It’s best to start selecting your top universities now if you haven’t already. Undergraduate early admissions applications are generally due in November. Therefore, if you want to visit a campus or have time to tailor your application to a particular college, you should have your list figured out by September at the latest. For regular applications, the deadline is usually January, so you have an extra few weeks. The exact...

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Back-to-School Lunch Inspiration for Kids and Adults

It’s that time of year again! The leaves are changing colors, Target ads are full of smiling kids wearing cute clothes and cool backpacks, and you’re starting to mentally and physically prepare for the impending school year. Some of you may have even already started school!

A lot of back-to-school preparation can be taken care of early – buying a new lunch box, thrifting for a new fall jacket, registering for SAT or ACT prep courses, and so on – but some activities are a daily struggle. Thankfully, we’re here to help you tackle one of those daily tasks – your back-to-school lunch!

We are going to showcase a few of our favorite sources of lunchtime inspiration, along with specific recipe recommendations and tweaks you can make to improve the flavor or preparation time.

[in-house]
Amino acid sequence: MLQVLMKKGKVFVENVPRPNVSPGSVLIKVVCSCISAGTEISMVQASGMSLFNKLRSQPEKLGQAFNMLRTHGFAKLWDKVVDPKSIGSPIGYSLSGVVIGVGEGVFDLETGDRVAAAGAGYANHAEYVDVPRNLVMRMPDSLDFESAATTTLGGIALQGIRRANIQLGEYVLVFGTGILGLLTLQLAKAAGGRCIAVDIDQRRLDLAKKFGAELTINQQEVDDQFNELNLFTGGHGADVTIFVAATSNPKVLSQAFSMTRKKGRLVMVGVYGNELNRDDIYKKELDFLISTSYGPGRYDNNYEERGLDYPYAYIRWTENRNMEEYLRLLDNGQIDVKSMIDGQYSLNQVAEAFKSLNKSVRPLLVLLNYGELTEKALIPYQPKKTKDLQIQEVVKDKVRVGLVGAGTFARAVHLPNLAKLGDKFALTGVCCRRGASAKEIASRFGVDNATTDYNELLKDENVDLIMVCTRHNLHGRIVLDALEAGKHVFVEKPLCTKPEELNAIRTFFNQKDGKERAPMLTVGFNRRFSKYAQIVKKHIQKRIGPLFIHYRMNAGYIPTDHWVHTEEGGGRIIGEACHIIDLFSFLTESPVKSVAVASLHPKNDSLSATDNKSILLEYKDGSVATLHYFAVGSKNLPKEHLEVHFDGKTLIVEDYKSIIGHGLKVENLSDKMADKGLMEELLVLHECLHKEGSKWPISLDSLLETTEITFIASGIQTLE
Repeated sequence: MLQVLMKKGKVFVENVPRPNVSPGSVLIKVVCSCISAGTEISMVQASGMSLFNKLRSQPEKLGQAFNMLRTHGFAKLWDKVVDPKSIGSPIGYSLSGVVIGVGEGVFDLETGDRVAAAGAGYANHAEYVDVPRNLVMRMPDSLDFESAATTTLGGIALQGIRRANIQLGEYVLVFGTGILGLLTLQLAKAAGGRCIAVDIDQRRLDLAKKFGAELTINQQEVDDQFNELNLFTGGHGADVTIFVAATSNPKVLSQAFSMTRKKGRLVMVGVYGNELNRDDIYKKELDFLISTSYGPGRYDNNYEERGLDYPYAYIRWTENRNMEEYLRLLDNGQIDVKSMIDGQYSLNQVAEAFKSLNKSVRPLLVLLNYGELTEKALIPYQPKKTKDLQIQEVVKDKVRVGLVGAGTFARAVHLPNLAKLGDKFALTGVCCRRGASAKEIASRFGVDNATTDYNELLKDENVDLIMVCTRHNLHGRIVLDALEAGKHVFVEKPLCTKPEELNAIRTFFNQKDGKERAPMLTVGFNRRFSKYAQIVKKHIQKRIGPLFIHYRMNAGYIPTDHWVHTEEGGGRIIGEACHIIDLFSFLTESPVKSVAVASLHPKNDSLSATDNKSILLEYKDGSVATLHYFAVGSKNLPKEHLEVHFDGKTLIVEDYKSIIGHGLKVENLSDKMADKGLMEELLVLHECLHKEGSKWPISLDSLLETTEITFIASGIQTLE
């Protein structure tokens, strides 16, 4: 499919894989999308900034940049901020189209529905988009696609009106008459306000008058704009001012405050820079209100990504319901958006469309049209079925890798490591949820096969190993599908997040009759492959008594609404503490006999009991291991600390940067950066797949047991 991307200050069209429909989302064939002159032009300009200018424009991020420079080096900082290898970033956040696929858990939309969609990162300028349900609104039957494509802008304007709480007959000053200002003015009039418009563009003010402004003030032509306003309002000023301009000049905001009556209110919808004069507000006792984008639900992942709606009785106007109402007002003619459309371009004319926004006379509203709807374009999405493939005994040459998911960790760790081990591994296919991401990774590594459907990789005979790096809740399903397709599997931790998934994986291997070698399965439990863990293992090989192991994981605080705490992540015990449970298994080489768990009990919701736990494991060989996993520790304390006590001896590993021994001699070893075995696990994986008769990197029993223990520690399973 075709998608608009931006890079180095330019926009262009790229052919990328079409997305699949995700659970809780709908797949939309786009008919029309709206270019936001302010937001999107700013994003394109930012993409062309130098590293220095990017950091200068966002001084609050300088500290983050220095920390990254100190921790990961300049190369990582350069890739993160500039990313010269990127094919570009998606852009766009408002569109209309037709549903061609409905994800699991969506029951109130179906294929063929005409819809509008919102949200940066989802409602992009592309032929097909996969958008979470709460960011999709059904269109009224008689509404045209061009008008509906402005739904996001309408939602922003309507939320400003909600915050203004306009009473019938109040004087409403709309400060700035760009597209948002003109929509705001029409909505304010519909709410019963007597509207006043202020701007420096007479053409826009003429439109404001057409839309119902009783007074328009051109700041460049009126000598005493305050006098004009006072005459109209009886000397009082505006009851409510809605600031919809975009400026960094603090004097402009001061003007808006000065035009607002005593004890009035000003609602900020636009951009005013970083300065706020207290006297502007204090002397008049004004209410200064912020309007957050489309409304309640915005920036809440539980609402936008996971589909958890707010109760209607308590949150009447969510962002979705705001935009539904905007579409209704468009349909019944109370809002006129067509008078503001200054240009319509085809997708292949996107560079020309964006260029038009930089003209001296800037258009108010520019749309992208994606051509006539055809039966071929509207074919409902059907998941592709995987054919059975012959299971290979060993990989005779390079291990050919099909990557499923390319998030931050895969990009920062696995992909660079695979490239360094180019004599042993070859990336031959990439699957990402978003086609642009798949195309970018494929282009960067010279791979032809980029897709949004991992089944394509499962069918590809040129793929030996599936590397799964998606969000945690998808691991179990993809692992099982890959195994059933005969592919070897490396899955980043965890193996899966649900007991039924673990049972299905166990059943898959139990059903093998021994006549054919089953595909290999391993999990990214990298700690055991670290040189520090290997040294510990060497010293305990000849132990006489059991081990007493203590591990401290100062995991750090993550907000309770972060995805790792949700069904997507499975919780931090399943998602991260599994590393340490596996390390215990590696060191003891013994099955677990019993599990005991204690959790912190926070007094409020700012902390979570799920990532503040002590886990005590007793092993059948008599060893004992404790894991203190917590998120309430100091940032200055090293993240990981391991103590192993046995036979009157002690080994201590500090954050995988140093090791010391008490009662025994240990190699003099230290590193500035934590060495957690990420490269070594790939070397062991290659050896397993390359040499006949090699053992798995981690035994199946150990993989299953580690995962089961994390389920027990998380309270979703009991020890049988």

The Domestic Geek

The Domestic Geek was launched in April 2014 by Sara Lynn Cauchon to show the world that delicious food can also be no-fuss and fresh, after learning how to...

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3 Tips to Writing an Unforgettable College Application Essay

The Common Application is live! The Common Application is an undergraduate admissions application for 800+ universities in the United States, available in both English and Spanish. To learn more about the colleges that accept the Common Application, check out their website here! Transcend Academy wants to help you kick off writing an unforgettable college essay for the Common App. Here are 3 tips to get you started:

1. Review everything you have done in high school

The college application essay is a chance to share what makes you YOU. Admissions committees want to know what motivates you and what makes you wake up each morning and sing the "Happy" song. If you don't know right away (and most don't), then begin to write down all the things you have done in high school. After that, ask your parents and relatives to remind you of more to add to the list. Be sure to include all academic classes, school activities, outside school events, jobs,...